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Reconciled

Pope Francis’ message of love and hope extends a welcome back to the church.

By Aaron Ledesma, Comm ’14

My heart is racing. I hear the trumpets play Hail to the Chief when the president and first lady appear outside the White House. They walk to the circular driveway that is iconic American imagery and stand. The silence is heavy with anticipation — when suddenly the trumpets blare again and a motorcade flying the Vatican flag pulls up. His Holiness Pope Francis has arrived.

I ask myself: “Aaron, how did you get here?” and memories of August 13 come to mind.

I had been blogging about my journey to reconcile my faith and life as an openly gay man. My writing and research led me to discover that Pope Francis was scheduled to visit Washington, D.C. I wrote to the White House seeking an invitation to the welcoming ceremony.

I received the phone call on August 13 that changed everything. At first I thought the caller was one of my friends punking me. When I realized I was really speaking to a representative from the White House who was inviting me and one guest to attend the arrival ceremony honoring the pope, you can imagine my answer.

In the weeks that followed my story went viral. I received countless messages, tweets, and calls from reporters at ABC, NBC, Fox, the AP, CNN, The Huffington Post and others requesting interviews. To this day I’m humbled and shocked by it. I never thought people would want to learn about me, a gay Catholic, and my ticket to the White House.

Now the day is finally here and I am more excited than I remember being about any other event in my life.

“What a beautiful day the Lord has made,” says President Barak Obama, bringing my attention back to this moment. “Holy Father, on behalf of Michelle and myself, welcome to the White House.”

Standing with me on the south lawn are nearly 15,000 people, the largest gathering in history on this site. President Obama’s words touch on why many of us are here. This gathering, the president says, “ … reflects the way that your message of love and hope has inspired so many people across our nation and around the world.”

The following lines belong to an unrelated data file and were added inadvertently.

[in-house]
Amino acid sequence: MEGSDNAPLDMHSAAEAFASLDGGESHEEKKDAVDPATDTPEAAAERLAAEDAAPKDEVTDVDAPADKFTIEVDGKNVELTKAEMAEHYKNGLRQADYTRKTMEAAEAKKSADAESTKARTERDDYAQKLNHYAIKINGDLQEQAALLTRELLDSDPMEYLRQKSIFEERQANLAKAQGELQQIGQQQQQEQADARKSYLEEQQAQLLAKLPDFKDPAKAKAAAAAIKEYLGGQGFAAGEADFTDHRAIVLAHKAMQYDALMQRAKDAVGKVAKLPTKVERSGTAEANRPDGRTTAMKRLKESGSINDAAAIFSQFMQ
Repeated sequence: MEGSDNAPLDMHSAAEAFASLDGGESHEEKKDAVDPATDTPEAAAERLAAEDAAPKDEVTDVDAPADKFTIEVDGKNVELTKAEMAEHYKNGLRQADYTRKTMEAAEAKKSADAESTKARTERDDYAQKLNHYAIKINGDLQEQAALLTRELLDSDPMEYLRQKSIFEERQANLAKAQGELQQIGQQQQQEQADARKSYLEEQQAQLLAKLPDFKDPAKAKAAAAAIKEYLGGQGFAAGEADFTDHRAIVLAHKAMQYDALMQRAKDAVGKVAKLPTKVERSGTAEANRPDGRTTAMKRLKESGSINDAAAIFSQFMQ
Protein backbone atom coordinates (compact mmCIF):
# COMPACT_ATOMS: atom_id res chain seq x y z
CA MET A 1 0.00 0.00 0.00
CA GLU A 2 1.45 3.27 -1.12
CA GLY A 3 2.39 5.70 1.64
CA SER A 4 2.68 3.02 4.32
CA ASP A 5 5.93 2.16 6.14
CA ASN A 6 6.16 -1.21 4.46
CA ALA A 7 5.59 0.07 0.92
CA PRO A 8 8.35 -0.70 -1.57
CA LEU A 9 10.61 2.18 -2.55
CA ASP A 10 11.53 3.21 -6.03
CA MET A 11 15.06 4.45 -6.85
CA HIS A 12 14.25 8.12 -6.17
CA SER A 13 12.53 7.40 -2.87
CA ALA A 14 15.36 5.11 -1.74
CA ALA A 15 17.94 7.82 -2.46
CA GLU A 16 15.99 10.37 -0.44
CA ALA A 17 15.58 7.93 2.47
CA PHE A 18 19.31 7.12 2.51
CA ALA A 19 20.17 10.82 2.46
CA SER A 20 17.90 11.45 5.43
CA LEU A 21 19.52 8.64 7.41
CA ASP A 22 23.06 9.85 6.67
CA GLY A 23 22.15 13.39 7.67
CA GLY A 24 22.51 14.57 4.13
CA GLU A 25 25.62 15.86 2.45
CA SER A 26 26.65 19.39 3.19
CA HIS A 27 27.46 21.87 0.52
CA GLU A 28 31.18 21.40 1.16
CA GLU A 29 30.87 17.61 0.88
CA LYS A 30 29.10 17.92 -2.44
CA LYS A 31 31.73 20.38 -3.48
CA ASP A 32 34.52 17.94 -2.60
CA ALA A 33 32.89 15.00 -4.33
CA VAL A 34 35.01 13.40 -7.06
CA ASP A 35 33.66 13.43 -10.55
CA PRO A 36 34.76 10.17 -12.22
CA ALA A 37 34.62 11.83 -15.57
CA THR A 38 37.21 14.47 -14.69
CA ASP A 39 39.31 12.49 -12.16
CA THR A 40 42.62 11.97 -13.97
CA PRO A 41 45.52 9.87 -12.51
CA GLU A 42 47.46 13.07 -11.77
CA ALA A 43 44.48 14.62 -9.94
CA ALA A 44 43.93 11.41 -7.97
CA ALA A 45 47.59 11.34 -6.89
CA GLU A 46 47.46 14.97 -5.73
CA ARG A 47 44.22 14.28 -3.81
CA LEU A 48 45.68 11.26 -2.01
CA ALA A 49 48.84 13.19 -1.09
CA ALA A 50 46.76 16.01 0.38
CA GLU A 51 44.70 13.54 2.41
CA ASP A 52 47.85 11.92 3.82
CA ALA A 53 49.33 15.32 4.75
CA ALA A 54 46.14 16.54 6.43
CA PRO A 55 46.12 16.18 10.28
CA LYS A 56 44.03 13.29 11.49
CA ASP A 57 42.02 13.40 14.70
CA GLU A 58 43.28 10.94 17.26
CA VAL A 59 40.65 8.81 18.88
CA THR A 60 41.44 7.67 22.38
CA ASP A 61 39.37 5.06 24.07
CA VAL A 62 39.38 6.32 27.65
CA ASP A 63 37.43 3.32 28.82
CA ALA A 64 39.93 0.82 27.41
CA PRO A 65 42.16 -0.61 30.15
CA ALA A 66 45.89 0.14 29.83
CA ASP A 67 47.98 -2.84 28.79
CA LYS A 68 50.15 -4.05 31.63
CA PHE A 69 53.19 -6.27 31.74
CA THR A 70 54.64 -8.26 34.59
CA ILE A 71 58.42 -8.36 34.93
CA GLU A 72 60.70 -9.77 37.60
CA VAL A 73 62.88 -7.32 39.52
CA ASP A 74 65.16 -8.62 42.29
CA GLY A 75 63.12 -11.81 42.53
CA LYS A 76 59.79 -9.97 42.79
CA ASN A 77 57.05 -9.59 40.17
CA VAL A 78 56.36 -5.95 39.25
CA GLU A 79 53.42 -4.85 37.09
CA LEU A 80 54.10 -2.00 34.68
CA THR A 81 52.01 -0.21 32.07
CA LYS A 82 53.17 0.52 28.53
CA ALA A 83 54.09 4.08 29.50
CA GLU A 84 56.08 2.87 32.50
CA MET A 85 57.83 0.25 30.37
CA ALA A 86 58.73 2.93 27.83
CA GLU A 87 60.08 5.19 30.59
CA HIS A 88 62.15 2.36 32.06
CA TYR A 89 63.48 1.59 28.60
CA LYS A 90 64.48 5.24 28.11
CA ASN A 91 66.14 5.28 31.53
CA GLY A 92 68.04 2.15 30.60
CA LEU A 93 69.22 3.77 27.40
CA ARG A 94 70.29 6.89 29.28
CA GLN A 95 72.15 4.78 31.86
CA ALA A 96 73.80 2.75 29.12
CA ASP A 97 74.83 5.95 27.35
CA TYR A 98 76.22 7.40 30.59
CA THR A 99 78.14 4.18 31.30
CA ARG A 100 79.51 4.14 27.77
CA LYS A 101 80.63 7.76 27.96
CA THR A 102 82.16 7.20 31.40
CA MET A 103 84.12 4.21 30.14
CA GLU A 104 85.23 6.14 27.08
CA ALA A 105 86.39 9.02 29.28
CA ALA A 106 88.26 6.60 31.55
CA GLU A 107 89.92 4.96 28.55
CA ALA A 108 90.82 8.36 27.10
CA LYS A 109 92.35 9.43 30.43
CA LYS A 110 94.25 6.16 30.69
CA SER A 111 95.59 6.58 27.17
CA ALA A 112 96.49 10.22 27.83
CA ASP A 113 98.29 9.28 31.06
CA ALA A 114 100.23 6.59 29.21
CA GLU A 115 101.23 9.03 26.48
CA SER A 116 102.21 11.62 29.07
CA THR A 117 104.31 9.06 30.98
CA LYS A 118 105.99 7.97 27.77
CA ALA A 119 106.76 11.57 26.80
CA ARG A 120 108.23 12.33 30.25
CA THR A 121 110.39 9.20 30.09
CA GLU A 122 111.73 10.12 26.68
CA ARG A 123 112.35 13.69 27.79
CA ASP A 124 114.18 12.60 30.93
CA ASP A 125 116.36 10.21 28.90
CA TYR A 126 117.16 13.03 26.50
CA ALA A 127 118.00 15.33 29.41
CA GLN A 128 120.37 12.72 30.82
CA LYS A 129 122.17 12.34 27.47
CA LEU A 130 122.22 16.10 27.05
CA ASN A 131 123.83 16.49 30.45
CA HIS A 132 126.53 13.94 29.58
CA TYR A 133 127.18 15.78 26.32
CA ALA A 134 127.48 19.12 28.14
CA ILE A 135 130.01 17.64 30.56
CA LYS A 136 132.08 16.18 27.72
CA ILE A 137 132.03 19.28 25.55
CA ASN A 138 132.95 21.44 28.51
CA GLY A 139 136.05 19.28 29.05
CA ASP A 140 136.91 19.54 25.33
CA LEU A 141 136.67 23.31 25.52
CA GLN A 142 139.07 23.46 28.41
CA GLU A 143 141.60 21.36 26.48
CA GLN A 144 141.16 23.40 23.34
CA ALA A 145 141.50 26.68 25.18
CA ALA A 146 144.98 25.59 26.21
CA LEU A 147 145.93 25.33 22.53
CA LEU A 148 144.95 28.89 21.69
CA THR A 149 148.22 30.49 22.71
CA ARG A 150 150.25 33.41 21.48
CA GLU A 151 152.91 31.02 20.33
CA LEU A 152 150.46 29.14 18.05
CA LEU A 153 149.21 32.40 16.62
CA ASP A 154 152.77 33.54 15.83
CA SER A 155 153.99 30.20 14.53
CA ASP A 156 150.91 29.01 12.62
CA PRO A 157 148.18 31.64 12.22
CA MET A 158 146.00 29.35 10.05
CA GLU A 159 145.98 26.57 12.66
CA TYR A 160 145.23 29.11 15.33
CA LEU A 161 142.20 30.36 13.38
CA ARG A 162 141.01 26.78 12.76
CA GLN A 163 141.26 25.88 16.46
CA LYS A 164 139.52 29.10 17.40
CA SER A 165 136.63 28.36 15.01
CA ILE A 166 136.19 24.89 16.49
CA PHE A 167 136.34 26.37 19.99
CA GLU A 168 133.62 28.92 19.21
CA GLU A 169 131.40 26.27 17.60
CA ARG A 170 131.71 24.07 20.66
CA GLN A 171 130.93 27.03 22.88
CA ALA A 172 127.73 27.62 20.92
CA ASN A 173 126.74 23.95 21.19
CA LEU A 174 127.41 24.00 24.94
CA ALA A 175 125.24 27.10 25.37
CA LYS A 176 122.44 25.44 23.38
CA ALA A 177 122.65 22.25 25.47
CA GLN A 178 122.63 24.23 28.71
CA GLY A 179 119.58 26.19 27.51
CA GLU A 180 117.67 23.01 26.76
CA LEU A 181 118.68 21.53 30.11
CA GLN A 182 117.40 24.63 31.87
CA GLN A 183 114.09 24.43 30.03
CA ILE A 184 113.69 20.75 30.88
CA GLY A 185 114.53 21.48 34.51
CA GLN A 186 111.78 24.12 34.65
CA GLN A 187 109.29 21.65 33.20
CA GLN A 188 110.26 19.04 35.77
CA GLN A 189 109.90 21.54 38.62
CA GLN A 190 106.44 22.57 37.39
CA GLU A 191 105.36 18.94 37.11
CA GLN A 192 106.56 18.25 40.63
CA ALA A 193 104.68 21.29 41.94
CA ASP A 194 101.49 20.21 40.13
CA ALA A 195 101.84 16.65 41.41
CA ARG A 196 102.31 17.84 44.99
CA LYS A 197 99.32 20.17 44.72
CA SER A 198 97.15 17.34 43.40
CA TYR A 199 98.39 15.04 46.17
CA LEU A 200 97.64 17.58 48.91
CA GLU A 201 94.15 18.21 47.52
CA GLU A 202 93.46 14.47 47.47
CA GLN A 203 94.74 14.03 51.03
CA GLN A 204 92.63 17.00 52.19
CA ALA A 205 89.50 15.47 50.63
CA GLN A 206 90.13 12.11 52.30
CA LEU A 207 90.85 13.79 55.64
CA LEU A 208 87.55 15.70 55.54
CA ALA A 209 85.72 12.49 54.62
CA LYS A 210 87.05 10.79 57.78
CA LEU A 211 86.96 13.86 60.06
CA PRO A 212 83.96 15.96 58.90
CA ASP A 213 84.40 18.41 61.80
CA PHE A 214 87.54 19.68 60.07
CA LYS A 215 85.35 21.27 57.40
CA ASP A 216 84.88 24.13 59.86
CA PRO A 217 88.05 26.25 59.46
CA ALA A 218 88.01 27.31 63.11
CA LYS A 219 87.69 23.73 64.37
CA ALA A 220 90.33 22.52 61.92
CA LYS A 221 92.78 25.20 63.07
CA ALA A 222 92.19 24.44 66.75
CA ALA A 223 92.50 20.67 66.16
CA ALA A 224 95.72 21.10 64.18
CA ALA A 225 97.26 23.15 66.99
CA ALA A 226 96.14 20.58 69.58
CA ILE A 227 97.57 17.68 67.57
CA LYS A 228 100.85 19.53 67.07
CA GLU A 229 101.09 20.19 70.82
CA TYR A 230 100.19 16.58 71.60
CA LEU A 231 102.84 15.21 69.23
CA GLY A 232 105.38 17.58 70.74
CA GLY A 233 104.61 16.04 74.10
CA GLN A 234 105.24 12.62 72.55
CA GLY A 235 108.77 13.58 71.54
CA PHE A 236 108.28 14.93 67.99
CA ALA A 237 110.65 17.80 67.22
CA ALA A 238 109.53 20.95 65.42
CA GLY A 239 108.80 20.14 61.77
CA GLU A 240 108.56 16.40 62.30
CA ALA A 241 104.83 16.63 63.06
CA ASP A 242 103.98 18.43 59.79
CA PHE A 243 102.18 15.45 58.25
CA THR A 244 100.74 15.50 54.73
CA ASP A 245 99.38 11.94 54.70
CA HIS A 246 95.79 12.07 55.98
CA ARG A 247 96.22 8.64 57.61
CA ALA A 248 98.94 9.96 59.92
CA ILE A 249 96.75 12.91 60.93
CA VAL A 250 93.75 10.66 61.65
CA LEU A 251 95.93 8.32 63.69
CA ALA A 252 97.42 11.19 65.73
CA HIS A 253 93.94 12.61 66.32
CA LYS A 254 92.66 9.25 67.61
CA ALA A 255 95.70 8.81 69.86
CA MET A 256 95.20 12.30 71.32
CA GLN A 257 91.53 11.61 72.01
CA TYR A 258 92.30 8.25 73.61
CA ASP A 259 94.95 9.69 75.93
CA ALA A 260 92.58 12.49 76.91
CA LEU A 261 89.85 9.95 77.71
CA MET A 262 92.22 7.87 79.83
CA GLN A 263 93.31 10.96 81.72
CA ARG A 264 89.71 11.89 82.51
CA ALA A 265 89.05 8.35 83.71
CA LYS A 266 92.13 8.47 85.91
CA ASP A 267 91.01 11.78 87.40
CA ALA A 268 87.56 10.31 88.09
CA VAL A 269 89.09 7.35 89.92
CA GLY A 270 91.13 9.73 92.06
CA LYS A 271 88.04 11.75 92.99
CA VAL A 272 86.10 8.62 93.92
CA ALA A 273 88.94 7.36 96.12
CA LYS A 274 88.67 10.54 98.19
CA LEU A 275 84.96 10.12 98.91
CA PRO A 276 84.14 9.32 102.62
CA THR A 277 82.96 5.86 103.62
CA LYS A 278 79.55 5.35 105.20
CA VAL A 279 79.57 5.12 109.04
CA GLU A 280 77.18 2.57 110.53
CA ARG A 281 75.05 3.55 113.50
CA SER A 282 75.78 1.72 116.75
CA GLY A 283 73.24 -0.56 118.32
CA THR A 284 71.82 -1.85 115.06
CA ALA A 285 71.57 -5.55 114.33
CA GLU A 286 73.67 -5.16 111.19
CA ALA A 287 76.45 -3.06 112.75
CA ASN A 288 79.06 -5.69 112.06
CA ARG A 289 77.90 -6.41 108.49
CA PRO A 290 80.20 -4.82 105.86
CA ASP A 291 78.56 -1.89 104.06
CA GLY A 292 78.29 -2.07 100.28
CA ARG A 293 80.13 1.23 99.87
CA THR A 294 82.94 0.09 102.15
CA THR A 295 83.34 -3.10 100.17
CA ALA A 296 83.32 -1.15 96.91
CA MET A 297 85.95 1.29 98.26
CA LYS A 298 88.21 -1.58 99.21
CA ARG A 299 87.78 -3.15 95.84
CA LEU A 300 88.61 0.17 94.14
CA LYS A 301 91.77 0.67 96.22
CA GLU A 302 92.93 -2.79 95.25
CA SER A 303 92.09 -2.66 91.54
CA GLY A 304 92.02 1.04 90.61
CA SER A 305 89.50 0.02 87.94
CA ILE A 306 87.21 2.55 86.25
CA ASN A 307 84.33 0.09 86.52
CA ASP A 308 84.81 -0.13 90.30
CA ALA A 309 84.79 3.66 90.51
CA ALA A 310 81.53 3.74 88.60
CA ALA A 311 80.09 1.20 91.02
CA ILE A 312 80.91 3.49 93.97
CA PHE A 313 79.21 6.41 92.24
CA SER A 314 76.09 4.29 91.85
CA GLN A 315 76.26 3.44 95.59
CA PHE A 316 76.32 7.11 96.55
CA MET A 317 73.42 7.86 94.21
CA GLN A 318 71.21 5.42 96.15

It was Pope Francis’ message of love and hope that welcomed me back to the church. As a gay Catholic I had struggled for many years. My faith suffered from fear, doubt and misunderstanding. Misconception that the Catholic Church was unwelcoming and unforgiving clouded my judgment.

In 2013 Pope Francis cleared the air for me. It was then when His Holiness was meeting with reporters and the topic of homosexuality came up in a question. With a more compassionate tone than that of his predecessors, he responded: “If someone is gay and searches for the Lord and has good will, who am I to judge?”

That was a defining moment for me. After nearly 18 years of Catholic education, it was the first time I heard someone of authority in the Catholic Church truly address homosexuality.

In the two years since then Pope Francis has continued to express love, hope and compassion for all people, including the LGBT community. He has proven, in a multitude of ways, that he is the pope we, the Catholic Church, needed. He is the one we’d been waiting for.

So today from my vantage point on the south lawn, seeing His Holiness and the president who supports the Supreme Court’s decision to legalize same-sex marriage means the world to me. They represent the two governing bodies that have supported who I am as a person.

I struggle not to get emotional as Pope Francis speaks to my heart: “Mr. President, together with their fellow citizens, American Catholics are committed to building a society which is truly tolerant and inclusive, to safeguarding the rights of individuals and communities, and to rejecting every form of unjust discrimination. … The efforts which were recently made to mend broken relationships and to open new doors to cooperation within our human family represent positive steps along the path of reconciliation, justice and freedom.”

I close my eyes and take in the moment. I hear Pope Francis — not changing the teachings of the Catholic Church, but changing the hearts and minds of those who follow. His Holiness is the pope of inclusion, and that’s enough for me.

 

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Comments

  1. There is a group of scouts in this county, known as Scouting for Equality, who likewise makes this journey for inclusion within the Boy Scouts of America. Easiest way to check us out is to head for our Facebook page. Meanwhile, there is a growing group of SFE members who hold themselves out to listen with the same compassion and unconditional love of Christ, to those who are coming to learn who they are.

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